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Re: word-wrap and wrapping before window-width

From: Ivan Shmakov
Subject: Re: word-wrap and wrapping before window-width
Date: Wed, 31 Dec 2014 18:57:53 +0000
User-agent: Gnus/5.13 (Gnus v5.13) Emacs/24.3 (gnu/linux)

>>>>> Eli Zaretskii <address@hidden> writes:
>>>>> From: Ivan Shmakov  Date: Wed, 31 Dec 2014 17:55:33 +0000

 >>> And Firefox does that too: it inhibits word wrap when horizontal
 >>> scrolling is in effect.  It just doesn't unwrap what was already
 >>> wrapped, that's all the difference.

 >> Frankly, I’m not so sure of this interpretation.  Anyway, from the
 >> user’s perspective, – is there a difference between “not unwrapping”
 >> and “wrapping at an arbitrary column”?

 > This is emacs-devel, not help-gnu-emacs ;-)  So our perspective is
 > different.

        My understanding of how CSS support is implemented is that
        window geometry changes are one but by no means the only way
        that may lead Firefox to recompute the container widths.  Once
        the width is computed, – the text is wrapped at that exact point
        (if at all.)

        In the case at hand, the width of the container was constrained
        to be no less of the contained object (<pre /> in this case.)
        Which gave the behavior observed.  This is a sure possibility,
        but I know of nothing in the specifications that’d suggest
        that’s a necessity.

 >>> Yes, but Emacs has a harder job to do: the above model is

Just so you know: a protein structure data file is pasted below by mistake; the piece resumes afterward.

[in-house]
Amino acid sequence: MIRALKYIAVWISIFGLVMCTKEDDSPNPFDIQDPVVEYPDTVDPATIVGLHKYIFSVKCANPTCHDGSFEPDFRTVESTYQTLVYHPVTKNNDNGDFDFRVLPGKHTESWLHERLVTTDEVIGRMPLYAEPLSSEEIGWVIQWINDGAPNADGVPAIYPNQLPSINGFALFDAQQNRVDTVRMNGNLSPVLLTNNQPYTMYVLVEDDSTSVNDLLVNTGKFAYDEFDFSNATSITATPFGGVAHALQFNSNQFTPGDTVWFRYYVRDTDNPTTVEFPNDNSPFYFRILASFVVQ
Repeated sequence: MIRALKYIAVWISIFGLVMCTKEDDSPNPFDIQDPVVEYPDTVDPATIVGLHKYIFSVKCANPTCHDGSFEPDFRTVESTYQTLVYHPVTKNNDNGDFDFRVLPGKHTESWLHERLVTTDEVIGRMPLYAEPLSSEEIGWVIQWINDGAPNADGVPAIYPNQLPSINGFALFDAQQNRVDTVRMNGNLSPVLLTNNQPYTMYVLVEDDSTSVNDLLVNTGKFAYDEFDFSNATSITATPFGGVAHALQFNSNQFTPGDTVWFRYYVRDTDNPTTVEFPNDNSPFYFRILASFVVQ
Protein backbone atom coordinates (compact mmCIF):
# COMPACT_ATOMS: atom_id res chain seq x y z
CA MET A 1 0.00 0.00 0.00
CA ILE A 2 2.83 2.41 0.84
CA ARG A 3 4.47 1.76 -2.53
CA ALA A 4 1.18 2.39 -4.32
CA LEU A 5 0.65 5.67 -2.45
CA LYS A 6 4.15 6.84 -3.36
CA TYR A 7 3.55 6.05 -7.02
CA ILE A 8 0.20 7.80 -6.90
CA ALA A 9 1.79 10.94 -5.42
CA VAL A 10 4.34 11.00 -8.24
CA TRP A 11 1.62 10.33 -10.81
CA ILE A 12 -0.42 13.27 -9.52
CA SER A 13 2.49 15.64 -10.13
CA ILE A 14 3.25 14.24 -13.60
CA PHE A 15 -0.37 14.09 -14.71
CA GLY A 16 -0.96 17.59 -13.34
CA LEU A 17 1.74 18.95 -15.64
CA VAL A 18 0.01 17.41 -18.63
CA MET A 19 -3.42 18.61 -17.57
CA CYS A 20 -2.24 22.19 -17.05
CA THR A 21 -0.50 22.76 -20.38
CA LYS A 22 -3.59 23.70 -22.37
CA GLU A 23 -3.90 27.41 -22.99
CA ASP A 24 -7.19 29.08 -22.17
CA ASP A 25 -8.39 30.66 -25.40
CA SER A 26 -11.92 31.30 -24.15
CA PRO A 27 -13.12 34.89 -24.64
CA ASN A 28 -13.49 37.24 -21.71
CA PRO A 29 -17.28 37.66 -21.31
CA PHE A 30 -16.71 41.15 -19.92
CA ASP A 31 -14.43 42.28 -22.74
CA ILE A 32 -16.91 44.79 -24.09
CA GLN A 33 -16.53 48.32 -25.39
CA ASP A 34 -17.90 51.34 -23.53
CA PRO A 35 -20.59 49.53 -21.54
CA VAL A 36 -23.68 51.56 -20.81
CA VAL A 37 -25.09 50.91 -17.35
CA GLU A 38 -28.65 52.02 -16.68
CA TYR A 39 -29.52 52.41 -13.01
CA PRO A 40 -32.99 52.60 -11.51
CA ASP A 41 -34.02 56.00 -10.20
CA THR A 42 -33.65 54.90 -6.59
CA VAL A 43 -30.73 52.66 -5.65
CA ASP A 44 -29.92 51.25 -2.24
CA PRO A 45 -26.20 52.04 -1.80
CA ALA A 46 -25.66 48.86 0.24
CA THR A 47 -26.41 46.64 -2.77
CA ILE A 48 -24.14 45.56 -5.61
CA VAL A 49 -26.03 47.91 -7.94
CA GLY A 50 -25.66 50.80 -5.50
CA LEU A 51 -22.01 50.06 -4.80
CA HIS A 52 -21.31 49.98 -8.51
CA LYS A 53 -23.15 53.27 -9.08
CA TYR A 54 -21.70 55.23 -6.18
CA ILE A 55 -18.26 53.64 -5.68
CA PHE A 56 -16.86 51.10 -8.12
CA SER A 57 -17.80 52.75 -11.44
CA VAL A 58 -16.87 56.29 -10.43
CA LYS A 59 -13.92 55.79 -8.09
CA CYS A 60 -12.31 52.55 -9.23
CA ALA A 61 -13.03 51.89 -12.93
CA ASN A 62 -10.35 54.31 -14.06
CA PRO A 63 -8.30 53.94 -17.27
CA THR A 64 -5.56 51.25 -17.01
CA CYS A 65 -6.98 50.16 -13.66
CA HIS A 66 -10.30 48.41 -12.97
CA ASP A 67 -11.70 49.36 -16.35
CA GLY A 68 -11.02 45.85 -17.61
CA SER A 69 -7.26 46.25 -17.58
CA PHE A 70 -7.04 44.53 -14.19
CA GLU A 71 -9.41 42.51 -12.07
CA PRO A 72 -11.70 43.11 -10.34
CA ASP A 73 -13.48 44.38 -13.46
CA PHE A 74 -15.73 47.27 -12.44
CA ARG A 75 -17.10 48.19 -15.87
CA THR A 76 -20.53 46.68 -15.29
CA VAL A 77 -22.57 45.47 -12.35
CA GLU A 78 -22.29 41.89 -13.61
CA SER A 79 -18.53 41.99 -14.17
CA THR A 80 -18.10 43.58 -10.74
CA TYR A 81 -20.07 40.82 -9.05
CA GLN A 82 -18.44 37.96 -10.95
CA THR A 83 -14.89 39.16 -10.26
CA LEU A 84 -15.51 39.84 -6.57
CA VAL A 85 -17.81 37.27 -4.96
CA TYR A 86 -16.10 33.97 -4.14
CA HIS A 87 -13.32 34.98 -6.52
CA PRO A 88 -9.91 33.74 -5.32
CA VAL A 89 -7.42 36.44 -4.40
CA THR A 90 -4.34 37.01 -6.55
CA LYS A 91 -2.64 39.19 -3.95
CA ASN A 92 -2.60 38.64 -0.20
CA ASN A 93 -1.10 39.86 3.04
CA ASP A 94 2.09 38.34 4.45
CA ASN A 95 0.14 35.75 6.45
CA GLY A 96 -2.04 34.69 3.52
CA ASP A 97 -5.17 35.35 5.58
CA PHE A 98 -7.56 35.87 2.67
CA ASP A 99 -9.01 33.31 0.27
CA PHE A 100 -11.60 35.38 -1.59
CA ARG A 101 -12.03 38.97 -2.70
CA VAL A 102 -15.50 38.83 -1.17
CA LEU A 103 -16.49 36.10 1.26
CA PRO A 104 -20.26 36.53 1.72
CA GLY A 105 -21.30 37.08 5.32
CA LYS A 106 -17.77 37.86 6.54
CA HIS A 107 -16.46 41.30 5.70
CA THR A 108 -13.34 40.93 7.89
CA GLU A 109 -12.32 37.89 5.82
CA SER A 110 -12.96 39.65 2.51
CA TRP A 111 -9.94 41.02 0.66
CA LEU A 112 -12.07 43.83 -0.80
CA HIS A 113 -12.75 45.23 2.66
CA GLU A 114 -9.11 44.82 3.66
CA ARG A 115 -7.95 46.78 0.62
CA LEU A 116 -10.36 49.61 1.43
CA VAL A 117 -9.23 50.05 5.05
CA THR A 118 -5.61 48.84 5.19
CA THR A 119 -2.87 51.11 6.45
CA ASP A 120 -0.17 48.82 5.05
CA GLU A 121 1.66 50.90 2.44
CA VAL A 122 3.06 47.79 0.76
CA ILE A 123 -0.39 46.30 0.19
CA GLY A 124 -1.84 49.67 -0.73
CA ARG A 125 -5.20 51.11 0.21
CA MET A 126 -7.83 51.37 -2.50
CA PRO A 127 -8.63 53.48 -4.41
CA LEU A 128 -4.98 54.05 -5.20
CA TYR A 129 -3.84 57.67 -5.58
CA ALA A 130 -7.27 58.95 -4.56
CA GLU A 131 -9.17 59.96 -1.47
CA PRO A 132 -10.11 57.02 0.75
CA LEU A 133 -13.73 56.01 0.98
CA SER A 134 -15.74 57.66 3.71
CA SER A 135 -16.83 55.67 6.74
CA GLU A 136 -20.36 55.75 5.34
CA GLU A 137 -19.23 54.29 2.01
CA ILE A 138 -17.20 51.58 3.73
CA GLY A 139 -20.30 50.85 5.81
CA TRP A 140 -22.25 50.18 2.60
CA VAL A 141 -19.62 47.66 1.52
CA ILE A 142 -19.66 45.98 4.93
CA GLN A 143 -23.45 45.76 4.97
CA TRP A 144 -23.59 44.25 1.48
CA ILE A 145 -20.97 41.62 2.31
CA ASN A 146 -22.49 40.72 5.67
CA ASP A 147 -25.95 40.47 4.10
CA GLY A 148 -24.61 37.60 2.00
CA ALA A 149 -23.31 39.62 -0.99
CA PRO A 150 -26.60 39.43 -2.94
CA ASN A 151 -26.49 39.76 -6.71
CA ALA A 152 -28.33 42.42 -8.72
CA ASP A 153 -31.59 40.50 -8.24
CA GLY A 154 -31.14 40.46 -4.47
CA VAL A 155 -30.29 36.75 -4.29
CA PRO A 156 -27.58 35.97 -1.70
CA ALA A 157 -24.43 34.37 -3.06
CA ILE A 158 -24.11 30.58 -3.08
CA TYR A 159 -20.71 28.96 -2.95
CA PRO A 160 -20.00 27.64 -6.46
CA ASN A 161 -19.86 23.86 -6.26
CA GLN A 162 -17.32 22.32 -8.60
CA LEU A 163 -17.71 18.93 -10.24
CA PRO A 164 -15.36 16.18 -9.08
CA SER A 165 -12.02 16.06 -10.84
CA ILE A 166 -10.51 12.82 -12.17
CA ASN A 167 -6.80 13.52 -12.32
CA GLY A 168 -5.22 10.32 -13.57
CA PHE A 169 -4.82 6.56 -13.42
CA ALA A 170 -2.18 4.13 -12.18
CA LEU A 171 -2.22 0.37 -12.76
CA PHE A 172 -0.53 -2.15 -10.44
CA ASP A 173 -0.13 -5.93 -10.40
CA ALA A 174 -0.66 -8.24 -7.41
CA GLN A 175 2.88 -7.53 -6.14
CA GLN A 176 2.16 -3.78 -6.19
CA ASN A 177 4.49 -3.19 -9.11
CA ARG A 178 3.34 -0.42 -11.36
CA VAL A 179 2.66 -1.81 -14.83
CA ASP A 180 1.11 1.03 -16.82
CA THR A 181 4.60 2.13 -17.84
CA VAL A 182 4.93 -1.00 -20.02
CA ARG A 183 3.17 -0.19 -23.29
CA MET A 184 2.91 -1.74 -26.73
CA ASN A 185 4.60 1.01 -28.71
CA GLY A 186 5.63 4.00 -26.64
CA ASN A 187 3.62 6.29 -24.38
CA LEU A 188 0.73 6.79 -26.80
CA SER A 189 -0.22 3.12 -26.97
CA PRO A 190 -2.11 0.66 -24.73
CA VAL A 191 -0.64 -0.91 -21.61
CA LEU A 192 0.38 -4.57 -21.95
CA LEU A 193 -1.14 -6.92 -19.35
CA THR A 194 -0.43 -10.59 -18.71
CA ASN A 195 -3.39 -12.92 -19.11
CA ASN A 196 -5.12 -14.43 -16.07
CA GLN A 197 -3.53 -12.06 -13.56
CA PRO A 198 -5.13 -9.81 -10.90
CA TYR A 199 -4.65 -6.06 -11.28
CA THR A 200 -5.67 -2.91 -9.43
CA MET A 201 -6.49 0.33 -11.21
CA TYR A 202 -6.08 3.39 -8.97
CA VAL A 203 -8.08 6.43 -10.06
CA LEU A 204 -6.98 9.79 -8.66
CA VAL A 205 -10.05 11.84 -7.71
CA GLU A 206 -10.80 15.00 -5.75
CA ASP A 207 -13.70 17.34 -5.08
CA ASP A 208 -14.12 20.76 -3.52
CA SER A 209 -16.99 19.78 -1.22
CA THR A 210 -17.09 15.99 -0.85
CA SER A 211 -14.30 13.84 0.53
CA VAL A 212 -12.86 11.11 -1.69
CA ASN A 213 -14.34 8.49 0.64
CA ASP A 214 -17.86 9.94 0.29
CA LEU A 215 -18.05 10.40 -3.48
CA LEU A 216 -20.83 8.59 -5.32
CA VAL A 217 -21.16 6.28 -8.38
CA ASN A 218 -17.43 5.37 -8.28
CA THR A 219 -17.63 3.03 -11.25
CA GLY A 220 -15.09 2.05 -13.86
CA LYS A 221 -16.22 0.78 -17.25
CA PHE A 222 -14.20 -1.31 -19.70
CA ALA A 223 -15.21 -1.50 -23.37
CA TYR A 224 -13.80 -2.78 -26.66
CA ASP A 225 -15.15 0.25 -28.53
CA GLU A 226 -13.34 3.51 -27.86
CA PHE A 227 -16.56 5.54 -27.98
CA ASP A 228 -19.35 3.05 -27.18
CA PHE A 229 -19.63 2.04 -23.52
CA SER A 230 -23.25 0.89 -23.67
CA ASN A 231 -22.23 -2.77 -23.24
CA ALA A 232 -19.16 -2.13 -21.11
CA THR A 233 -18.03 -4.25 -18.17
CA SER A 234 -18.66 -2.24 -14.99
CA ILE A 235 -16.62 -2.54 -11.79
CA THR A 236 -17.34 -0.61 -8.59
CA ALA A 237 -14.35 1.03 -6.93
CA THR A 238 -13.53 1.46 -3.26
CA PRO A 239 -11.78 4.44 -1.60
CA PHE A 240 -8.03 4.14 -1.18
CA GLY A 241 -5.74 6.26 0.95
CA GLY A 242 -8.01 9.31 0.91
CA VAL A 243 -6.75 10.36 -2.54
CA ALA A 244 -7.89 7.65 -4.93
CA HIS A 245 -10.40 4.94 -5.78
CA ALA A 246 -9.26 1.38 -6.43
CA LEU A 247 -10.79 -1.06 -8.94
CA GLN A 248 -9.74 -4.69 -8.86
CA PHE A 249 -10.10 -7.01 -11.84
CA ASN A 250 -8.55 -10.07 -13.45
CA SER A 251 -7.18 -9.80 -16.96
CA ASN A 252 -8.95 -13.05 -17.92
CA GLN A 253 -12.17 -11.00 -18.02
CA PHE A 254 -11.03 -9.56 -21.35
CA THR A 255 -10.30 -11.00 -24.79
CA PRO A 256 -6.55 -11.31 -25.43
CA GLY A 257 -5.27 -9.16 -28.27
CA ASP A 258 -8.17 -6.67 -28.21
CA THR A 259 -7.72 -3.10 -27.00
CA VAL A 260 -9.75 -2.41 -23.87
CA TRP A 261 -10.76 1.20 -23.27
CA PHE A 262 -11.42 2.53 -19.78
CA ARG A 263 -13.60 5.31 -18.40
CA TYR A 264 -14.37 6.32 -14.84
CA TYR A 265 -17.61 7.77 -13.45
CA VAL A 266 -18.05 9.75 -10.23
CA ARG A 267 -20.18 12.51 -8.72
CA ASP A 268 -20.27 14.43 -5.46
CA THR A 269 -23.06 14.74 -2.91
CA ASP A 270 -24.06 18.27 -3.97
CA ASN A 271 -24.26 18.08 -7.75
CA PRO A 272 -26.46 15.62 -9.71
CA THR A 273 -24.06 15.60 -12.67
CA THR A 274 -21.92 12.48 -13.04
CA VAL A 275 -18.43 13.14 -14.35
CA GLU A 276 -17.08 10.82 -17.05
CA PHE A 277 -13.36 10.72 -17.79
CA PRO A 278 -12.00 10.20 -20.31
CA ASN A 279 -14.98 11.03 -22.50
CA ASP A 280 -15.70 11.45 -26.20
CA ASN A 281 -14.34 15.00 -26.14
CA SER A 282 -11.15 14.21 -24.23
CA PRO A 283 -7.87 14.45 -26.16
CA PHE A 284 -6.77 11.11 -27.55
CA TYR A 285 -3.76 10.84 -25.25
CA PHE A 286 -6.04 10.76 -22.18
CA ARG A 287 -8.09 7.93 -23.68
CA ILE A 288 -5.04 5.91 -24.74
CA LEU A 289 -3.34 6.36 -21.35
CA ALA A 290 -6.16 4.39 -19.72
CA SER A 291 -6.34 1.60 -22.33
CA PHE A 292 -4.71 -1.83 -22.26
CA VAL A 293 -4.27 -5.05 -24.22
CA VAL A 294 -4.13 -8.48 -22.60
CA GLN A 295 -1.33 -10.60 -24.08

>>> problematic with bidirectional text when a single buffer has
 >>> paragraphs of different directionality (which Firefox doesn't seem
 >>> to support).

 >> You mean, your install Firefox install doesn’t cope with, say, the
 >> simplistic example document shown at [2]?

 >> [2] 
 >> https://ru.wikibooks.org/wiki/HTML_в_профилях/Базовый_профиль#multilingual.html

 > No, I meant it cannot determine the base paragraph direction
 > automatically, as Unicode requires.

        I presume that Unicode paragraphs are not meant to be exactly
        the same thing as HTML5 paragraphs?

        Anyway, the HTML5 TR clearly specifies at which point the
        paragraph direction is reconsidered; see [1].  For one thing,
        the directionality of the <pre /> contents is (AIUI) determined
        on per line basis.

[1] http://www.w3.org/TR/html5/dom.html#the-dir-attribute

 > Also, its horizontal scrolling of mixed-directional paragraphs makes
 > it hard to read the stuff, because scrolling to the right makes RTL
 > text at the beginning of a line disappear.  Emacs does a much better
 > job in that respect.

        I do not think I understand.  Care to provide examples?

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